I was really into The Grip of It at the beginning, but then I found that the happenings got repetitive. Some of the things that happened seemed pointless and I couldn't understand why this couple kept the things they did from each other. The husband's gambling problem didn't appear to have any real consequences other than moving to a nice little town. Oh the humanity. The ending was hurried and I didn't feel satisfied with how things were wrapped up. There were too many open endings.

How's Blogging Going?

There are over 1600 unopened messages in my blog gmail account. If you sent me one, I'm probably never going to find it. I'm thinking of just deleting everything in it unread. Sorry.

Warning: Blogging jargon ahead!

Google informs me that I'm supposed to install a SSL certificate on my blog for user security but since I have a custom domain Blogger won't let me. What a pain in the arse.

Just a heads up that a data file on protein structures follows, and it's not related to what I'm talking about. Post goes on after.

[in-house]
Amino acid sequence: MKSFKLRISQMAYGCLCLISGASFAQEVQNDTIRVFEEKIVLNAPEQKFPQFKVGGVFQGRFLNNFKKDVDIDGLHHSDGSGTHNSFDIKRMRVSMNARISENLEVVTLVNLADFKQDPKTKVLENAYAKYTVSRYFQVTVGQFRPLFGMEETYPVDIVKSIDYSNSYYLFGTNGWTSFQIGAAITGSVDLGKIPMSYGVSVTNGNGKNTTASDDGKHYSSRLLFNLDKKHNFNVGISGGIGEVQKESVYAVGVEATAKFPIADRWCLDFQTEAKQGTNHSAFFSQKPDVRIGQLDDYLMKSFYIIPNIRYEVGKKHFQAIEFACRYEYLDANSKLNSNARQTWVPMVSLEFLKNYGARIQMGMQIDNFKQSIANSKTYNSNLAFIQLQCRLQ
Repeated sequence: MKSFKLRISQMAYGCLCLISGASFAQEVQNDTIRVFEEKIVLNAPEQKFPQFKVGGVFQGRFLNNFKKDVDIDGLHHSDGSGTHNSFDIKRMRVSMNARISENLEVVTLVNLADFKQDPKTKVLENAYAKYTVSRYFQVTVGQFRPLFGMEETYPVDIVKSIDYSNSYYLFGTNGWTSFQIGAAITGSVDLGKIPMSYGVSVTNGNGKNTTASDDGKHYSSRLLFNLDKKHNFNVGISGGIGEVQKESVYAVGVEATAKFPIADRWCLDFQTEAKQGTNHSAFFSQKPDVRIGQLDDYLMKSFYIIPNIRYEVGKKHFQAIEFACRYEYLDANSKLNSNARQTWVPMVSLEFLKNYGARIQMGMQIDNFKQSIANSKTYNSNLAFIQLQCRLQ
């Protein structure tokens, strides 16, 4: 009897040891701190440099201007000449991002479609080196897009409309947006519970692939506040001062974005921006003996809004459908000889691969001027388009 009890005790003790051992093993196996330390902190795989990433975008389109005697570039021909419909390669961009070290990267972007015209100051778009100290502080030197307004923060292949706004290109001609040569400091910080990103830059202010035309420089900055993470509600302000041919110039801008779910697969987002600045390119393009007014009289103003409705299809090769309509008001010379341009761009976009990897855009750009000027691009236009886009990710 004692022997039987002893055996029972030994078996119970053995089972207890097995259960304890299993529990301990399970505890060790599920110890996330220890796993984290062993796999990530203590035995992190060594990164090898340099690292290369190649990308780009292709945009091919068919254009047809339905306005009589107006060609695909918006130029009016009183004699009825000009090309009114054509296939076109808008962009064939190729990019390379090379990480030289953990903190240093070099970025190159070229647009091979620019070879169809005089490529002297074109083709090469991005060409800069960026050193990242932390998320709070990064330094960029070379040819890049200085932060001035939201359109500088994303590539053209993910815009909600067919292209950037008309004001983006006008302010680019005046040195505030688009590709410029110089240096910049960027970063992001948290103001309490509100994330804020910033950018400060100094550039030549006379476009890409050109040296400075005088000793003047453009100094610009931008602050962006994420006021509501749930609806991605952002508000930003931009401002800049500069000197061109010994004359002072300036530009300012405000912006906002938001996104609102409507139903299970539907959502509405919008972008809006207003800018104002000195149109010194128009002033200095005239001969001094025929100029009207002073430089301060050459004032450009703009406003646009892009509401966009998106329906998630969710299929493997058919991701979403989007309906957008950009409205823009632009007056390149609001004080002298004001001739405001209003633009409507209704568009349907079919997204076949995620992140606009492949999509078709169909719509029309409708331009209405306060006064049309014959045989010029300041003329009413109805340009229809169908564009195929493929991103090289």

I don't have the energy to migrate my blog elsewhere. I find the whole thing annoying and it doesn't make me want to hop right back into blogging when I don't really understand what I'm supposed to do. I dunno. Anyone else dealing with this situation?

That's about it this week. See you all again soon!

A Possible New Format and a Look at The Home-Maker by Dorothy Canfield-Fisher

Hey, I just finished a book! Like, just finished it... moments ago. I figure I'll give a few thoughts on it while I'm sitting here listening to the rain.

The Home-Maker
The Home-Maker by Dorothy Canfield-Fisher
The Home Maker is a look at the home life of Eva and Lester Knapp. Lester hates his job at the
department store. Lucky for him, he's just been fired. Not so lucky for him is the fact that he has a wife and three children to provide for. Lester decides to take the George Bailey Solution, since he believes his family would be better off without him.